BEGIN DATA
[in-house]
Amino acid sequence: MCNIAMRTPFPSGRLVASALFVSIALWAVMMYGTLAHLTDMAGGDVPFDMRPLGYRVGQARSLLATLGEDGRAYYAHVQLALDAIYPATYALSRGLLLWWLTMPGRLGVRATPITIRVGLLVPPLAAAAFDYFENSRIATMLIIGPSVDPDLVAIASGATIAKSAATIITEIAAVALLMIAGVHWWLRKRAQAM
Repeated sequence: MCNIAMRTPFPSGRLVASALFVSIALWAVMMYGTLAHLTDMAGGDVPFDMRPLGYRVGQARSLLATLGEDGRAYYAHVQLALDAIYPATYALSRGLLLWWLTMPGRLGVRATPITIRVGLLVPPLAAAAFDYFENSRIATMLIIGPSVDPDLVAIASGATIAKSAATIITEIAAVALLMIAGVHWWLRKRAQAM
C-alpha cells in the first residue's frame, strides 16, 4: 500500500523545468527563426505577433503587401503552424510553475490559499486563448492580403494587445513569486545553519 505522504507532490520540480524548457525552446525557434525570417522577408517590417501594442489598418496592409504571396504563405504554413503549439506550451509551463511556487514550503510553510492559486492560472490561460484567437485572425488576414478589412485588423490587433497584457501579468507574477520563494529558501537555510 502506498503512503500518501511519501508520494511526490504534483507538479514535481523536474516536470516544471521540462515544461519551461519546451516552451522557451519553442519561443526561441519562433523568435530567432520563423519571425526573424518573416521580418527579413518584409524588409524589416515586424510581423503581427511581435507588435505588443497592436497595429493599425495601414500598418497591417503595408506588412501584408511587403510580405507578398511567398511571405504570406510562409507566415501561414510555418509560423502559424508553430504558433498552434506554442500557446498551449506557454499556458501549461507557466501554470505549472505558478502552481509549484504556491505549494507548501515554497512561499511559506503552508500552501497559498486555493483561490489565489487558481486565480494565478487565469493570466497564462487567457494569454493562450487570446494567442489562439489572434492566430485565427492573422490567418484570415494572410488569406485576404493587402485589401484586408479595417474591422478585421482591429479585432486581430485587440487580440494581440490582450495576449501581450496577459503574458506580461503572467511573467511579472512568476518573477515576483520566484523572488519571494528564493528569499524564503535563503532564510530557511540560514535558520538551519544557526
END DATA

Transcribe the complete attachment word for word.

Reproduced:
[in-house]
Amino acid sequence: MCNIAMRTPFPSGRLVASALFVSIALWAVMMYGTLAHLTDMAGGDVPFDMRPLGYRVGQARSLLATLGEDGRAYYAHVQLALDAIYPATYALSRGLLLWWLTMPGRLGVRATPITIRVGLLVPPLAAAAFDYFENSRIATMLIIGPSVDPDLVAIASGATIAKSAATIITEIAAVALLMIAGVHWWLRKRAQAM
Repeated sequence: MCNIAMRTPFPSGRLVASALFVSIALWAVMMYGTLAHLTDMAGGDVPFDMRPLGYRVGQARSLLATLGEDGRAYYAHVQLALDAIYPATYALSRGLLLWWLTMPGRLGVRATPITIRVGLLVPPLAAAAFDYFENSRIATMLIIGPSVDPDLVAIASGATIAKSAATIITEIAAVALLMIAGVHWWLRKRAQAM
C-alpha cells in the first residue's frame, strides 16, 4: 500500500523545468527563426505577433503587401503552424510553475490559499486563448492580403494587445513569486545553519 505522504507532490520540480524548457525552446525557434525570417522577408517590417501594442489598418496592409504571396504563405504554413503549439506550451509551463511556487514550503510553510492559486492560472490561460484567437485572425488576414478589412485588423490587433497584457501579468507574477520563494529558501537555510 502506498503512503500518501511519501508520494511526490504534483507538479514535481523536474516536470516544471521540462515544461519551461519546451516552451522557451519553442519561443526561441519562433523568435530567432520563423519571425526573424518573416521580418527579413518584409524588409524589416515586424510581423503581427511581435507588435505588443497592436497595429493599425495601414500598418497591417503595408506588412501584408511587403510580405507578398511567398511571405504570406510562409507566415501561414510555418509560423502559424508553430504558433498552434506554442500557446498551449506557454499556458501549461507557466501554470505549472505558478502552481509549484504556491505549494507548501515554497512561499511559506503552508500552501497559498486555493483561490489565489487558481486565480494565478487565469493570466497564462487567457494569454493562450487570446494567442489562439489572434492566430485565427492573422490567418484570415494572410488569406485576404493587402485589401484586408479595417474591422478585421482591429479585432486581430485587440487580440494581440490582450495576449501581450496577459503574458506580461503572467511573467511579472512568476518573477515576483520566484523572488519571494528564493528569499524564503535563503532564510530557511540560514535558520538551519544557526